There are several reasons why aficionados would choose to tune in to an evening sale, whether or not they are among the monied-few who can hang masterworks on their walls. There is, of course, the voyeuristic pleasure of watching the wealthy buy beautiful things that most people can only covet. There are the bidding wars, some of which come at a rapid staccato from experts who act as proxies for mysterious collectors, though that is often the exception rather than the rule. Then there is the auctioneer, in Tuesday night's case, the inimitable Oliver Barker, the auction world's Mercutio. He is not the star of the show. But often he is the life of the party.
Barker played his role to perfection Tuesday night (May 17) in New York City during Sotheby’s evening sale of Modern art. The 61-lot affair moved along swiftly, a pleasure during an art week so stuffed with fairs, auctions and events that it is richer than foie gras. The sale featured much of what brings bidders and viewers to the table, though because of the sheer volume of lots some of the works felt like after-thoughts in an auction that—due perhaps in part to the recent tendency of specialists to mix eras and movements in more nonlinear fashion—at times felt both forced and too loosely thrown together.
Buyers may have felt the same: seven of the works failed to sell amid lackluster bidding, including Arshile Gorky’s Untitled (from the Fireplace in Virginia series) (1946, est $1.4m-$1.8m), Tamara de Lempicka’s Femme à la robe jaune (1929, est $5m-$7m) and Gustave Caillebotte’s charming glimpse into French estate life Le Jardin fleuriste, Yerres (1877, est $3.5m-$5m), and three works were withdrawn from the sale, a sign that perhaps there was not enough interest among the collector-class.
Still, there were significant sales, despite the fact that the Modern sale was missing the pizazz that surrounded the previous night’s Macklowe redux, which brought in a total hammer price of $208.7m across 30 lots. Combined with the formidable $676.1m (with fees) from the first Macklowe sale in November that comes to a jaw-dropping $922.2m (with fees). To be fair, that is a hard act to follow, and Tuesday night's auction deserves attention for bringing in $408.5m (with fees), the third highest total for any sale at Sotheby’s.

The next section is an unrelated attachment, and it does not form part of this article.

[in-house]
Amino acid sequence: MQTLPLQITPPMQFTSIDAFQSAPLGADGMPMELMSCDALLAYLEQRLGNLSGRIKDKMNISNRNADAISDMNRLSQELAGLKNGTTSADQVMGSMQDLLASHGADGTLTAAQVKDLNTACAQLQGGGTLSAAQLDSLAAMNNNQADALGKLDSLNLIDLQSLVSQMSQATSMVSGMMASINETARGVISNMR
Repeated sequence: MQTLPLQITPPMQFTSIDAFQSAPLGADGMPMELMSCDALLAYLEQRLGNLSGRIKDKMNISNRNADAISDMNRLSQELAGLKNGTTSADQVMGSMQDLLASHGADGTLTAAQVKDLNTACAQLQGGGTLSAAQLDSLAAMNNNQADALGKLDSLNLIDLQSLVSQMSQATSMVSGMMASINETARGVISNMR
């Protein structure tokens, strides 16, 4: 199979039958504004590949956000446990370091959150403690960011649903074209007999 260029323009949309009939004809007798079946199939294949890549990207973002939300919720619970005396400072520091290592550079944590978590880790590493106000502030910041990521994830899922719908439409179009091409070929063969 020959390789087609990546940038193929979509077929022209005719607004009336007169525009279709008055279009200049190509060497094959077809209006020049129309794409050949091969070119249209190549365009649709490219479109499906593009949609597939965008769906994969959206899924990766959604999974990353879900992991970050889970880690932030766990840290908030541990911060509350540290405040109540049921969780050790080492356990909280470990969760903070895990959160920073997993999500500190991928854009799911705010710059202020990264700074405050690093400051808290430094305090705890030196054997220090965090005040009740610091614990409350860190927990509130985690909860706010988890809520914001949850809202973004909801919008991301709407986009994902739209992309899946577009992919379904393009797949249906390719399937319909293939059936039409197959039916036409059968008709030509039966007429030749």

The top lot of the sale was Pablo Picasso’s 1932 canvas Femme nue couchée, which hammered at $58.5m ($67.5m with fees) to a bidder on the sales floor. Like many of the lots, bidding was brisk but short. Barker opened the proceedings at $55m. Two minutes and a handful of bids later the picture was sold.
That’s not to say the atmosphere never became heated. The eighth lot, Tahiti, scène de rivière by Paul Gauguin, one of the works on offer from the collection of Paul Yeou Chichong that was executed shortly after the artist arrived in Tahiti was bid on aggressively by at least four experts on the phone banks and ultimately went to worldwide head of sales and Sotheby’s chairman Brooke Lampley for $7.5m ($8.9m with fees). A client bidding with Lampley clinched the sale's second-biggest lot, Claude Monet’s Le Grand Canal et Santa Maria della Salute (1908, est around $50m), which Barker described as the pinnacle of a series of works that the artist made during his only trip to Venice and which was appearing at auction for the first time.The limpid, delicate scene hammered at $49m ($56m with fees) with Lampley’s bidder winning out over other phone bidders and a bidder in the room.
Willem De Kooning’s Leaves in Weehawken (1958) arguably sparked the most exciting exchange of the evening. Bids for the canvas bounced between a bidder on the sales floor and two Sotheby’s experts in phone banks on opposite sides of the room like hot oil spattering out of a sauté pan. Eventually the in-person bidder bowed out while Simon Shaw, vice chairman of the auction house’s fine arts division, and Bame Fierro March of the contemporary art division stared daggers at one another across the room, handsets pressed firmly to their ears and their hands covering their mouths so as not to give anything away. The picture hammered for $8.5m ($10m with fees) against an estimate of $3m-$5m, to Fierro March's bidder.
The true highlight, as always, was Barker, who took several sips of water throughout the sale to lubricate a set of vocal cords that, if installed in a different model, would likely betray audible signs of wear and tear. “Are the Mets winning tonight,” Barker said after an awkward moment in which the hammer came down on Paul Signac’s deeply colourful Le Cabanon (Saint-Tropez) (1904), which “sold” for $2.6m, only for bidding to be reopened after a delayed bid from the phone banks in Hong Kong.
“I’m terribly sorry, it’s far too late….do we have a bid? We are going to start this one again…Jen, if you can have your bidder ready and focused, thank you,” Barker said to Jen Hua, deputy chairman of Sotheby’s Asia. A few moments later Hua’s bidder took the work for $100,000 more than the previous winner. “Well worth the wait,” Barker said before moving on.
New York's major spring evening sales continue with Phillips's auction of 20th century and contemporary art on 18 May and conclude back at Sotehby's on 19 May with a double-header: a contemporary art auction preceded by the ultra-contemporary and women-dominated "The Now" sale.